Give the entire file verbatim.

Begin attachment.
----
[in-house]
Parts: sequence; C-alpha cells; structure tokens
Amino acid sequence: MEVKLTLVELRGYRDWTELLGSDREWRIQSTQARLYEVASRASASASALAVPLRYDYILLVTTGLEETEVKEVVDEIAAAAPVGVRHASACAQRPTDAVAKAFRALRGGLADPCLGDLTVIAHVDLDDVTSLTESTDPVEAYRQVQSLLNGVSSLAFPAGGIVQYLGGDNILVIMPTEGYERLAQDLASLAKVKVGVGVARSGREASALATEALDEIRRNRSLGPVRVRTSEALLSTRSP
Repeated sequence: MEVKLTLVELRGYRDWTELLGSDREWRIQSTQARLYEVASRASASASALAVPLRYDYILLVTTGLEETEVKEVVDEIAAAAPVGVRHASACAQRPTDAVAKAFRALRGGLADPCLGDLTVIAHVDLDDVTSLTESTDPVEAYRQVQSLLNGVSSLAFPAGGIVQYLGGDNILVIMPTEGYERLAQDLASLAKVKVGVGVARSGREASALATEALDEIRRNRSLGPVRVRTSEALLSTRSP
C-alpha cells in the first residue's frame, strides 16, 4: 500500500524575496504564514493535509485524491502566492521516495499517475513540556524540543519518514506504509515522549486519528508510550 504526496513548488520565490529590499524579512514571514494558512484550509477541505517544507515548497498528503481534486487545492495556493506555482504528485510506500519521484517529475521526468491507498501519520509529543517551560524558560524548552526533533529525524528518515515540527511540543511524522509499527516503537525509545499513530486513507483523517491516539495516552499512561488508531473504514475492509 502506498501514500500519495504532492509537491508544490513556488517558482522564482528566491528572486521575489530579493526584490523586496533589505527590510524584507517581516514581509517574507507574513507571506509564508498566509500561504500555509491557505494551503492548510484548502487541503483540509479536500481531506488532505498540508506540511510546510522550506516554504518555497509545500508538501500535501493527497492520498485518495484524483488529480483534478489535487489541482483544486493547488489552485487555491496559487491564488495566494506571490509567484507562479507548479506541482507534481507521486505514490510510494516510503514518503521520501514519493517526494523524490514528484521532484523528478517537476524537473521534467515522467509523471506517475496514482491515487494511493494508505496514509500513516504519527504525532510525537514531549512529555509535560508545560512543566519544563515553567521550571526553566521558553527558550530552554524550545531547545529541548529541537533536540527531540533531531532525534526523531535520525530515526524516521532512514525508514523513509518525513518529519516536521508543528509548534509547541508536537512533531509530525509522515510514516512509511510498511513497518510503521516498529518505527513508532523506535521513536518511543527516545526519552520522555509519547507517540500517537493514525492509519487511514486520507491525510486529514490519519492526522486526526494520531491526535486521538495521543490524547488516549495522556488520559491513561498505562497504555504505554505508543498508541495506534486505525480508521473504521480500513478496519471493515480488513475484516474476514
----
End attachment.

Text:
[in-house]
Parts: sequence; C-alpha cells; structure tokens
Amino acid sequence: MEVKLTLVELRGYRDWTELLGSDREWRIQSTQARLYEVASRASASASALAVPLRYDYILLVTTGLEETEVKEVVDEIAAAAPVGVRHASACAQRPTDAVAKAFRALRGGLADPCLGDLTVIAHVDLDDVTSLTESTDPVEAYRQVQSLLNGVSSLAFPAGGIVQYLGGDNILVIMPTEGYERLAQDLASLAKVKVGVGVARSGREASALATEALDEIRRNRSLGPVRVRTSEALLSTRSP
Repeated sequence: MEVKLTLVELRGYRDWTELLGSDREWRIQSTQARLYEVASRASASASALAVPLRYDYILLVTTGLEETEVKEVVDEIAAAAPVGVRHASACAQRPTDAVAKAFRALRGGLADPCLGDLTVIAHVDLDDVTSLTESTDPVEAYRQVQSLLNGVSSLAFPAGGIVQYLGGDNILVIMPTEGYERLAQDLASLAKVKVGVGVARSGREASALATEALDEIRRNRSLGPVRVRTSEALLSTRSP
C-alpha cells in the first residue's frame, strides 16, 4: 500500500524575496504564514493535509485524491502566492521516495499517475513540556524540543519518514506504509515522549486519528508510550 504526496513548488520565490529590499524579512514571514494558512484550509477541505517544507515548497498528503481534486487545492495556493506555482504528485510506500519521484517529475521526468491507498501519520509529543517551560524558560524548552526533533529525524528518515515540527511540543511524522509499527516503537525509545499513530486513507483523517491516539495516552499512561488508531473504514475492509 502506498501514500500519495504532492509537491508544490513556488517558482522564482528566491528572486521575489530579493526584490523586496533589505527590510524584507517581516514581509517574507507574513507571506509564508498566509500561504500555509491557505494551503492548510484548502487541503483540509479536500481531506488532505498540508506540511510546510522550506516554504518555497509545500508538501500535501493527497492520498485518495484524483488529480483534478489535487489541482483544486493547488489552485487555491496559487491564488495566494506571490509567484507562479507548479506541482507534481507521486505514490510510494516510503514518503521520501514519493517526494523524490514528484521532484523528478517537476524537473521534467515522467509523471506517475496514482491515487494511493494508505496514509500513516504519527504525532510525537514531549512529555509535560508545560512543566519544563515553567521550571526553566521558553527558550530552554524550545531547545529541548529541537533536540527531540533531531532525534526523531535520525530515526524516521532512514525508514523513509518525513518529519516536521508543528509548534509547541508536537512533531509530525509522515510514516512509511510498511513497518510503521516498529518505527513508532523506535521513536518511543527516545526519552520522555509519547507517540500517537493514525492509519487511514486520507491525510486529514490519519492526522486526526494520531491526535486521538495521543490524547488516549495522556488520559491513561498505562497504555504505554505508543498508541495506534486505525480508521473504521480500513478496519471493515480488513475484516474476514